Governor George Pataki said today he will direct development officials to drop plans for a museum of freedom at the World Trade Center site, saying it has stirred "too much opposition, too much controversy."
The International Freedom Center would have been put in a cultural center adjacent to a memorial for the Sept. 11 victims, and was part of the master plan for redeveloping the devastated 16-acre site of the nation's worst terrorist attack.
In the last several months, some victims' families, groups of firefighters and police officers and public officials said the center, which would feature historical exhibits expressing the worldwide struggle for freedom, would detract from the Sept. 11 themes and provide a possible forum for anti-U.S. messages.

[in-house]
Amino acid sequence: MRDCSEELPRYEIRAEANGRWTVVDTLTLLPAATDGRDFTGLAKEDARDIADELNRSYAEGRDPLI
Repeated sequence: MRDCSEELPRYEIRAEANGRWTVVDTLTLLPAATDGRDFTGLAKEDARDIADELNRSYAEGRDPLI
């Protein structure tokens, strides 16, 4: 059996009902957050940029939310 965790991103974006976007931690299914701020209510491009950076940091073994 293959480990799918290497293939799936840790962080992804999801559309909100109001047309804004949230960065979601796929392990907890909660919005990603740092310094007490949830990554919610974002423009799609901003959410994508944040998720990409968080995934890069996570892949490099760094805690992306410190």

Thursday, September 29, 2005
After a vigorous campaign on the part of many families of the September 11th victims, with the help of the New York Post and the blogosphere (in particular Michelle Malkin), the International Freedom Center has been finally moved from the WTC site:
It is a relief to hear that the site will not be used to distract from memorializing the victims and events of September 11th and I find it surprising that anyone could have thought such a thing appropriate in the first place. Here is the Wall Street Journal editorial by Debra Burlingame (the sister of Charles F. "Chic" Burlingame III, pilot of American Airlines fight 77, which was crashed at the Pentagon on that day) that explains why the IFC would have been a bad idea. Read the whole thing.